Seeking authenticity

I’m trying to grasp what people mean when they say Christians need to embrace authenticity.

I read recently someone praise a singer for authentic use of profanity while speaking to an audience.

I read this morning a piece by a man arguing that experiencing a divide within ourselves – a tug-of-war between the part that longs for God and the part that wants to be submerged in the broad stream of popular culture – is a sign that something is wrong with Christianity. I took the point to be that a more authentic Christianity would not create this sense of a divided self.

I can’t figure out how these uses of the concept of authenticity square with Christian teaching about the holiness of God and the falleness of humanity. We are divided in our deepest being. We are called to live transformed and healed and holy lives as the children of God. Our most authentic self is the self we were created to be – holy and happy.

Dropping f-bombs and melting into pop culture strike me as moves away from God’s intention for our lives. People who do so may appear to lead more “integrated” lives without the struggle created by the working of grace, but – at least from a Christian vocabulary – I don’t see how we can call that more authentic.

Is not the real, the genuine, the authentic me the person God created me to be and calls me to become? I am not yet my authentic self, but by God’s grace I hope one day to be so.


5 thoughts on “Seeking authenticity

  1. A larger question might be, why are you reading this junk? There are thousands and thousands of examples of misunderstandings available, most of them spoken by people who are very confident in the correctness and superiority of their erroneous thinking. Kind of entertaining I admit, but mostly a waste of time, like Cubs baseball.

  2. I believe the people in your examples are authentic. The word authentic means “real”, “not an imitation”, “not fake”. They are authentic people living entirely in the flesh without the internal battle of fighting against the flesh, the “old man” that attempts to overtake one who has given their life to Christ. Being authentic is being real. Being authentic is to not be a fake. Who I am in my daily struggles against temptation and complacency, and compromise is the authentic me. A man in the midst of daily yielding to God and His Holiness while in a struggle against the temptations of the flesh, the eye, and the pride of life. This is just as authentic as I will be when God has perfected in me the man he has purposed me to be. I believe what the authentic people in your examples need are more authentic Christians and more authentic churches. At the same time we might do well to remember though in this world we are not of this world. To attempt to digest the thinking of those immersed in the world which is as contrary to the believers ears as the word of God and Truth is to the unbelievers ears, might be, as Mr. Miller observes, a waste of time. Instead, perhaps we should be more concerned with our own “authenticity”.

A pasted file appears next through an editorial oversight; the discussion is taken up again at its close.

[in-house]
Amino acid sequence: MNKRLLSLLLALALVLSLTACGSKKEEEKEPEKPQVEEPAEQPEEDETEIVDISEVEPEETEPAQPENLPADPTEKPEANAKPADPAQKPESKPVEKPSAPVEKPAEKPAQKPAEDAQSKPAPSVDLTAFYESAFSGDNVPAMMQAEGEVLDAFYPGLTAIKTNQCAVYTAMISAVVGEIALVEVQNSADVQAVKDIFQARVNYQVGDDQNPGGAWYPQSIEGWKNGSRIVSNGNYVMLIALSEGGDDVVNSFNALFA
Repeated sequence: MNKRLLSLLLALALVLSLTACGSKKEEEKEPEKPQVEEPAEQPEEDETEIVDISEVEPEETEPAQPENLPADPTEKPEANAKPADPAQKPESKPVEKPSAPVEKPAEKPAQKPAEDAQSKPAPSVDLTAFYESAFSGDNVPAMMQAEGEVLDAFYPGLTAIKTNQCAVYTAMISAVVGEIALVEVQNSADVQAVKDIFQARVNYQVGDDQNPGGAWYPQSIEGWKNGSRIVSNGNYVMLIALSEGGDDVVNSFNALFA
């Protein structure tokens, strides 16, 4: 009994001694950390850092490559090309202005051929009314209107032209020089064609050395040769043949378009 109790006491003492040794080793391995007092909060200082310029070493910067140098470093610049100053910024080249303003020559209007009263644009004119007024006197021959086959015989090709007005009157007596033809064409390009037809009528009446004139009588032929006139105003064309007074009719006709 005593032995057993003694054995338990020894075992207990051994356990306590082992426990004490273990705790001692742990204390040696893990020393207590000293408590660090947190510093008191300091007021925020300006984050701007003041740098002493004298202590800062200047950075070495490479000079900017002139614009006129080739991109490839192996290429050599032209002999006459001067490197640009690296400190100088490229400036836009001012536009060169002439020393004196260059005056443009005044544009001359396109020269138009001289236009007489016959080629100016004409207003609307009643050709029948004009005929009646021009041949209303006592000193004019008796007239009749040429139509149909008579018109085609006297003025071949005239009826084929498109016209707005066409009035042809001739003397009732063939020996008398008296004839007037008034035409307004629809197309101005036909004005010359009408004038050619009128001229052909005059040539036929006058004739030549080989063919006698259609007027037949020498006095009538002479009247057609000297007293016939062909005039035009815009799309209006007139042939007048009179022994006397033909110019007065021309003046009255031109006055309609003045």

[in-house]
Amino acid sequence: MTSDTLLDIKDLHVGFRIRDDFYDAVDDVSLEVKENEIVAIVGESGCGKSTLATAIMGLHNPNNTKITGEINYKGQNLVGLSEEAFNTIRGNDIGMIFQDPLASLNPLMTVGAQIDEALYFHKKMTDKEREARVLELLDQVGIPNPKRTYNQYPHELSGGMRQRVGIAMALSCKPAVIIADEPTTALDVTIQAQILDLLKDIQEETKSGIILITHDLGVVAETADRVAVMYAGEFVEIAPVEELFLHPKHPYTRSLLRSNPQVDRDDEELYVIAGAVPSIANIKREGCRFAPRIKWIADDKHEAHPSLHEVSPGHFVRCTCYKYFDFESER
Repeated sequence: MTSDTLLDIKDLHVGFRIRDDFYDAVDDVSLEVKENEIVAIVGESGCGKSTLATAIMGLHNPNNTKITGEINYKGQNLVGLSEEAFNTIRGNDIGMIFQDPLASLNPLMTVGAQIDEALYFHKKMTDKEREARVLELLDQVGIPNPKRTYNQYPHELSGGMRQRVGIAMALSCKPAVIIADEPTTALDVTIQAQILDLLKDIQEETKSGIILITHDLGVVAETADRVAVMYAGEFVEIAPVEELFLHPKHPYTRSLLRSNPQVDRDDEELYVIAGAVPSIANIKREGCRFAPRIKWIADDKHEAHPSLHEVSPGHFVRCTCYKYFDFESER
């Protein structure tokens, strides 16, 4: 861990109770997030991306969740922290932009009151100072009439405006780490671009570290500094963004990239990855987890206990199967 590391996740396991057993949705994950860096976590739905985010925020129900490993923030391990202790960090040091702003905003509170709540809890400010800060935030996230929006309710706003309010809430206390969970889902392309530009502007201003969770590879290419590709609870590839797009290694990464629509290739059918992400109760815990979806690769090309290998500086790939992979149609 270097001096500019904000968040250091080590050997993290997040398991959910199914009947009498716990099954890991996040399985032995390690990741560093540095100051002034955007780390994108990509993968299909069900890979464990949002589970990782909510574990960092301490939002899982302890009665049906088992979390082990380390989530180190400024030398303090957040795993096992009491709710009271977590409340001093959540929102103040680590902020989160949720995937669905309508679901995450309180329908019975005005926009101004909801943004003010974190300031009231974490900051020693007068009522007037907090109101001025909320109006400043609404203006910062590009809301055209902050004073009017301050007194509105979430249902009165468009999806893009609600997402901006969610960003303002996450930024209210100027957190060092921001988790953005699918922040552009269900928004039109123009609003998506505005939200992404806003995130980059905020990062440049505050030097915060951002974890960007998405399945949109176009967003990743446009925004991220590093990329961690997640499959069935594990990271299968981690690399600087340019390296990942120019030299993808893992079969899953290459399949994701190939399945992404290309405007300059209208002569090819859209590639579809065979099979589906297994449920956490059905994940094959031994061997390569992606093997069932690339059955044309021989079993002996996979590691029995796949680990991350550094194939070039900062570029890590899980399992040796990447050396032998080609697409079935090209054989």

3. This is a great and (for me) timely topic, John. This weekend I was able to share with my congregation an absolutely magnificent show of God’s grace in my life. It was overwhelming, deeply personal, and in many ways painful. In the sermon I was left with a decision to make. At one of the lowest points of my life eight years ago, there was a song that very closely reflected where I was at. I struggled with whether to include some of the contents of that song, as there is the use of an f-bomb in the song (a part of the song I did not include). I decided to include the small sampling of the song.

    I then contrasted that song with where I and the artist who wrote the song now find ourselves, and it was a beautiful picture of how Christ can work from the inside out to create something new and beautiful. By the end of the service, I was for the first time able to reach people with real hurts, and over 20 people came forward to pray at the altar and ask for prayer. There were so many tears, and so many beginnings to healing in Christ.

    I still wrestle, though, with whether I should have included the contents of that song. On the one hand it was dark and hard to hear. On the other hand, it helped create a huge contrast between where I was and where I am today as a result of Christ’s healing. I do sense that the decision to include the lyrics…even without the profanity…walked a fine line.

    1. And, at least from my perspective, there is a difference between that and tossing profanity around casually and calling it authentic, and therefore, righteous. I saw your FB post this week. I praise God for it. To my mind, there is a distance between honest vulnerability about the way God had worked in our broken lives and a kind of shallow appeal to authenticity that verges on antinomianism or even abandonment of cross bearing.

      1. Yes, I would agree with that. There is a significant difference in celebrating sinful “authenticity” and celebrating deliverance from that same sin.

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